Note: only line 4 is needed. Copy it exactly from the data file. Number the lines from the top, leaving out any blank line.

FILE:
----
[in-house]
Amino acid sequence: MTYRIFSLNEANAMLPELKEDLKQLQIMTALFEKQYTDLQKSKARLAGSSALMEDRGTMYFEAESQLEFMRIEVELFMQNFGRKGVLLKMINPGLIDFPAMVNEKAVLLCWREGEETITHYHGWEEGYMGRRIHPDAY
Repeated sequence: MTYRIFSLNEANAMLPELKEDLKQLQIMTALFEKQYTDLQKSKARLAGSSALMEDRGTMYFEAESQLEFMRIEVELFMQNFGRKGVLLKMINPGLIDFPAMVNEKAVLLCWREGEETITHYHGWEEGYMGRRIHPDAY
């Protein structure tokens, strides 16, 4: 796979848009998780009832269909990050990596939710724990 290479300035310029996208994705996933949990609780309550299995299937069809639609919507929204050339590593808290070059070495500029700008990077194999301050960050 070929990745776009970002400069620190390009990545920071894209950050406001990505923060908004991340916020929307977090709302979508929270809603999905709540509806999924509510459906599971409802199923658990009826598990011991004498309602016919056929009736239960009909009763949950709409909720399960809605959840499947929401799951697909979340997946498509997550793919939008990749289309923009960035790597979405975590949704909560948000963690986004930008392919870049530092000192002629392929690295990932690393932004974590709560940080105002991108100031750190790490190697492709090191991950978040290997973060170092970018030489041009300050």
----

């Protein structure tokens, strides 16, 4: 796979848009998780009832269909990050990596939710724990 290479300035310029996208994705996933949990609780309550299995299937069809639609919507929204050339590593808290070059070495500029700008990077194999301050960050 070929990745776009970002400069620190390009990545920071894209950050406001990505923060908004991340916020929307977090709302979508929270809603999905709540509806999924509510459906599971409802199923658990009826598990011991004498309602016919056929009736239960009909009763949950709409909720399960809605959840499947929401799951697909979340997946498509997550793919939008990749289309923009960035790597979405975590949704909560948000963690986004930008392919870049530092000192002629392929690295990932690393932004974590709560940080105002991108100031750190790490190697492709090191991950978040290997973060170092970018030489041009300050």